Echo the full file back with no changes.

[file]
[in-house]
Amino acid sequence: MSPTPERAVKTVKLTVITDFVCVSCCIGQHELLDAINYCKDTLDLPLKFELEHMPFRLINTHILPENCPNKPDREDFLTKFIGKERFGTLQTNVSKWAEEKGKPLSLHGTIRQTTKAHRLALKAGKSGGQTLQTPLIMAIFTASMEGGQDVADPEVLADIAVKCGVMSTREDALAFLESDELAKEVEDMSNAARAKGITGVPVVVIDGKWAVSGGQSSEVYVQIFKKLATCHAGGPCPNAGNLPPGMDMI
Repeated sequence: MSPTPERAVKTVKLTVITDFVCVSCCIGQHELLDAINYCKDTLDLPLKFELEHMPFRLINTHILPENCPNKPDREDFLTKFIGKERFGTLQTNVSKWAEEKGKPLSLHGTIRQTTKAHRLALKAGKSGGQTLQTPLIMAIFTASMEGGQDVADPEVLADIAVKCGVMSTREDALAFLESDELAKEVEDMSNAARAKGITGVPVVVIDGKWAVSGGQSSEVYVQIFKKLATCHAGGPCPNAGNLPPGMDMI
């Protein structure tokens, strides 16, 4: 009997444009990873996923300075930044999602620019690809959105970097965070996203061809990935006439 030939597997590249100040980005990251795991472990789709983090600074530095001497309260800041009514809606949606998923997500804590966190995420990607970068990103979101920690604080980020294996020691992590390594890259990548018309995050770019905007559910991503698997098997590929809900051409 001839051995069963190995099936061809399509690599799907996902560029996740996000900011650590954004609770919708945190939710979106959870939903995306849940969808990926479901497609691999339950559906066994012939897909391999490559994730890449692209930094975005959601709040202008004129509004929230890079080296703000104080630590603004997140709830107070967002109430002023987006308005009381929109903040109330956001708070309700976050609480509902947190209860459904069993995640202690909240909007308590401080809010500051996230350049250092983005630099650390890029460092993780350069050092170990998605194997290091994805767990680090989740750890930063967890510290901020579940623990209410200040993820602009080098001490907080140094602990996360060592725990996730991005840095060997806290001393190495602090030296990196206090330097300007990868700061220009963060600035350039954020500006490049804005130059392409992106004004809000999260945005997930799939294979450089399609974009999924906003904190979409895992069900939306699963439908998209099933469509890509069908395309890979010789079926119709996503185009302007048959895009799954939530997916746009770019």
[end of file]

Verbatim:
[in-house]
Amino acid sequence: MSPTPERAVKTVKLTVITDFVCVSCCIGQHELLDAINYCKDTLDLPLKFELEHMPFRLINTHILPENCPNKPDREDFLTKFIGKERFGTLQTNVSKWAEEKGKPLSLHGTIRQTTKAHRLALKAGKSGGQTLQTPLIMAIFTASMEGGQDVADPEVLADIAVKCGVMSTREDALAFLESDELAKEVEDMSNAARAKGITGVPVVVIDGKWAVSGGQSSEVYVQIFKKLATCHAGGPCPNAGNLPPGMDMI
Repeated sequence: MSPTPERAVKTVKLTVITDFVCVSCCIGQHELLDAINYCKDTLDLPLKFELEHMPFRLINTHILPENCPNKPDREDFLTKFIGKERFGTLQTNVSKWAEEKGKPLSLHGTIRQTTKAHRLALKAGKSGGQTLQTPLIMAIFTASMEGGQDVADPEVLADIAVKCGVMSTREDALAFLESDELAKEVEDMSNAARAKGITGVPVVVIDGKWAVSGGQSSEVYVQIFKKLATCHAGGPCPNAGNLPPGMDMI
């Protein structure tokens, strides 16, 4: 009997444009990873996923300075930044999602620019690809959105970097965070996203061809990935006439 030939597997590249100040980005990251795991472990789709983090600074530095001497309260800041009514809606949606998923997500804590966190995420990607970068990103979101920690604080980020294996020691992590390594890259990548018309995050770019905007559910991503698997098997590929809900051409 001839051995069963190995099936061809399509690599799907996902560029996740996000900011650590954004609770919708945190939710979106959870939903995306849940969808990926479901497609691999339950559906066994012939897909391999490559994730890449692209930094975005959601709040202008004129509004929230890079080296703000104080630590603004997140709830107070967002109430002023987006308005009381929109903040109330956001708070309700976050609480509902947190209860459904069993995640202690909240909007308590401080809010500051996230350049250092983005630099650390890029460092993780350069050092170990998605194997290091994805767990680090989740750890930063967890510290901020579940623990209410200040993820602009080098001490907080140094602990996360060592725990996730991005840095060997806290001393190495602090030296990196206090330097300007990868700061220009963060600035350039954020500006490049804005130059392409992106004004809000999260945005997930799939294979450089399609974009999924906003904190979409895992069900939306699963439908998209099933469509890509069908395309890979010789079926119709996503185009302007048959895009799954939530997916746009770019």